Although you don’t have to travel too far to play, that doesn’t mean that Q School is cheap. The cost of Q School is tiered by your starting stage. If you have to start at Pre Qualifying, it is $5500 paid up front and that will cover every stage you make it to. Starting at 1st Stage is $5000, starting at 2nd Stage is $4500, and Final Stage is $4000… Wow. And that only covers the entry fee, not travel, lodging, food, caddies, and any other incidentals you may pick up along the way. When it’s all said and done, you could be looking at $10,000 to play in Q School.


Pre Qualifying: Show Us What Ya Got Kid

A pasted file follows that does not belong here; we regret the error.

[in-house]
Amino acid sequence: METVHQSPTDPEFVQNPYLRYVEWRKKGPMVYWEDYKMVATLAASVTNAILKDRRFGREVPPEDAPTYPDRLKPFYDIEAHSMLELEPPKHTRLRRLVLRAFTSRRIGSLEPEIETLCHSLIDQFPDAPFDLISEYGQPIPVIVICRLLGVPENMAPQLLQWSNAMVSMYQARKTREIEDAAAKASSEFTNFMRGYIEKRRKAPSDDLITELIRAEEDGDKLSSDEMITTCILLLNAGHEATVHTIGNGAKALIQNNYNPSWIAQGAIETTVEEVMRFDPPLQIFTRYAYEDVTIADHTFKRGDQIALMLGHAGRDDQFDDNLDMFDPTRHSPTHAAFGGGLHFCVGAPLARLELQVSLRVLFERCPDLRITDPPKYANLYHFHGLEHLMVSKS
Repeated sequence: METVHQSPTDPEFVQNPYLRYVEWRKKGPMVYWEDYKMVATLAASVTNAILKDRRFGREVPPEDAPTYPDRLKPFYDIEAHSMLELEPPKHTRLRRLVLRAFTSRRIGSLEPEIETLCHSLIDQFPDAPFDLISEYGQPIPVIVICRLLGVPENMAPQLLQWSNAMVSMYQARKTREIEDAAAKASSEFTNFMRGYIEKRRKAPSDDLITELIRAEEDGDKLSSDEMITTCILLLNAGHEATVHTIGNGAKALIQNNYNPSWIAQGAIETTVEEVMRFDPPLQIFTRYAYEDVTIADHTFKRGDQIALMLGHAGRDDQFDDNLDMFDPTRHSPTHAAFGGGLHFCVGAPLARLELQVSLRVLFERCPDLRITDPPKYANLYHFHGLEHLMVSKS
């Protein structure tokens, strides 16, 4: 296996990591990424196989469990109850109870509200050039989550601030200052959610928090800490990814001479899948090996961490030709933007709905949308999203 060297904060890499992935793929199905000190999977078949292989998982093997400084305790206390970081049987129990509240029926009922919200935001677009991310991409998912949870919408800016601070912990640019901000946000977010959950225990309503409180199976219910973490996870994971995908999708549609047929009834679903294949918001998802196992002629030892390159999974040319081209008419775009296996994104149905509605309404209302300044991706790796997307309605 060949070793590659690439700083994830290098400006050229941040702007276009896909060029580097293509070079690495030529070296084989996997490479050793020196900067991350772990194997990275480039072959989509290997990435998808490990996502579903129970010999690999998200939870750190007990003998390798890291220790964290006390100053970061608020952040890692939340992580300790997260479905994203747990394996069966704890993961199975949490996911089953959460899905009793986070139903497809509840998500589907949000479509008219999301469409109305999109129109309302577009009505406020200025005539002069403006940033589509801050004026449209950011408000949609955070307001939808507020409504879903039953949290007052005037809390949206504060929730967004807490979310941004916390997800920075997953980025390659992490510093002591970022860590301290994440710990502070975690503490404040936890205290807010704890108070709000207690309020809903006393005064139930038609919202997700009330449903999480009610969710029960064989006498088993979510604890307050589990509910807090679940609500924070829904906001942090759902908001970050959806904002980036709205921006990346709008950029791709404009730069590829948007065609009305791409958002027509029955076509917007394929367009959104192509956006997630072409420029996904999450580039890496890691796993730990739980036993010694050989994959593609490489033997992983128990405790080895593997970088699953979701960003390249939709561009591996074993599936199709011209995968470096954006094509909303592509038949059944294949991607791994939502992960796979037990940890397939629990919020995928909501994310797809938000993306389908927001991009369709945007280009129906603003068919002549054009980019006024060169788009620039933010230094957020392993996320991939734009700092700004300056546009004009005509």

The beginning of the journey for so many of the names of tomorrow. Pre Qualifying is the stage for college players who have just turned pro, or professional golfers who don’t have status on any of the PGA Tour sanctioned developmental tours (Latinoamerica, China, Canada). 

There are 6 different locations around the country for Pre Qualifying sites. Most of the sites have between 50-75 players vying for the top 30-40 spots. It shakes down to basically finishing in the top half of the field in order to move onto the next stage of Q School. This year, the average score to advance past Pre Qualifying was +4.5 for 3 rounds. So it’s nothing crazy low, but the pressure adds up especially when it’s the first time that you’re playing for your living. 


1st Stage: Players Play